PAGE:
Travelling to the homeland of your forefathers will bring your family history to life, and enable you to appreciate what makes you unique in this world. It is an emotionally enriching trip after which we are never the same person.
Once you give us the go-ahead then we begin by researching your family history, working with genealogists, historians, archivists and other specialists throughout Europe. We then sketch out a personal itinerary for you based on the results. Tell us your wishes and we will define the organizational arrangements of the trip.
I attach great importance to a truly first-hand and immersive experience.
I will take you to the most significant places for your family and organize meetings with relatives, neighbors and local researchers. I will strive to show you the artifacts from your ancestors’ lives such as original documents from the archives and personal objects.
From this trip, you will not only bring home memories but also a legacy for your heirs such as a commemorative album, a family tree or even a biography about your family.
Twenty years ago, I travelled to Argentina to meet relatives of mine and I became fascinated by the migration history of my own family.
My great grandmother Gizela left Prekmurje after WW1, leaving behind my grandmother, Jolanka, who was an illegitimate child. My grandmother was 6 years old and she never understood why she was left behind. My grandmother stayed with her uncle Andrej. She kept in contact with her mother, who formed a new family in Argentina and had two more daughters – Ema and Emilia. We always called them “half-sisters”. Later Emila told me that my great grandmother – her mother – never smiled, that she never saw her happy, and that she had always felt like “some part of her is missing” since leaving Jolanka behind in Slovenia.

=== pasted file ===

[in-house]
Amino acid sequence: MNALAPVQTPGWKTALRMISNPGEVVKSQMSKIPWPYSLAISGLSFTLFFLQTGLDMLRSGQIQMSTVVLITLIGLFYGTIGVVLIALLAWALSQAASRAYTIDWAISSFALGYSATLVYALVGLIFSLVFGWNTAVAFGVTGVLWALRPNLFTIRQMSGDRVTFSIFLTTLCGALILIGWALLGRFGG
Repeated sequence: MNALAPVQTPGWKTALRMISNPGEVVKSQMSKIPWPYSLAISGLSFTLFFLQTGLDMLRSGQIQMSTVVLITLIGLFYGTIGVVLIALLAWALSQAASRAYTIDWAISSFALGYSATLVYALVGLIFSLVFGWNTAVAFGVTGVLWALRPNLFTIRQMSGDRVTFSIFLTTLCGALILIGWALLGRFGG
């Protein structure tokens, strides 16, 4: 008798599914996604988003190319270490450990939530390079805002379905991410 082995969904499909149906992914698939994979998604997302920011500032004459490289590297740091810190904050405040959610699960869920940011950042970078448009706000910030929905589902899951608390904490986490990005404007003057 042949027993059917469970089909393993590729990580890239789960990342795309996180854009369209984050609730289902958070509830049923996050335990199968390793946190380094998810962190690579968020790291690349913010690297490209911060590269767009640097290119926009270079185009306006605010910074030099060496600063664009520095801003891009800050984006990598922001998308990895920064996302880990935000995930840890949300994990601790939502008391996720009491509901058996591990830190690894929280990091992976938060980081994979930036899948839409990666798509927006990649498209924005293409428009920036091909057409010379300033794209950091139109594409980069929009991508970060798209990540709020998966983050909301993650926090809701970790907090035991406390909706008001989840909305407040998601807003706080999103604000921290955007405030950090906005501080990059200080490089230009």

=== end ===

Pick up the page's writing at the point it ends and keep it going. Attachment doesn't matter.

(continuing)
So, one part of my family was living in Argentina. We were very connected. In the 80s and 90s we listened to the recorded tapes they sent us, wrote letters and my grandmother and Emilia talked on the phone each week. My grandmother always expected them to come to Nemčavci – a little village close to Murska Sobota in northeastern Slovenia. She even built an extra room onto her humble farmhouse. She never had a lot, she was very humble, she never bought more than the necessities. I remember she would only go to the shop to buy coffee, sugar and biscuits. Everything else she grew at home. She was very hardworking and had a very strong personality. I never saw her crying.
My grandmother always told me to learn Spanish, so I could go to Argentina to meet our family. Since only Emilia learned “prekmurje” dialect from her mother Gizela we could only speak to Emilia. By the way Emilia had a completely different character to my grandmother – she was open, optimistic, liked to dance, liked to talk, loved Slovenia and her heritage. She was also a member of the Slovenian Club in Buenos Aires. But despite always dreaming about going to the land of her ancestors she had never visited Slovenia.
Eventually I learned Spanish in secondary school and in 1997, when I was 18, I flew on my own to Argentina. I had such a desire to meet the family that we had always talked about that I tricked my father and told him that I was only going for 7 days. When the lady at the checkin at Ljubljana airport told him that my ticket was for two months he almost had a heart attack.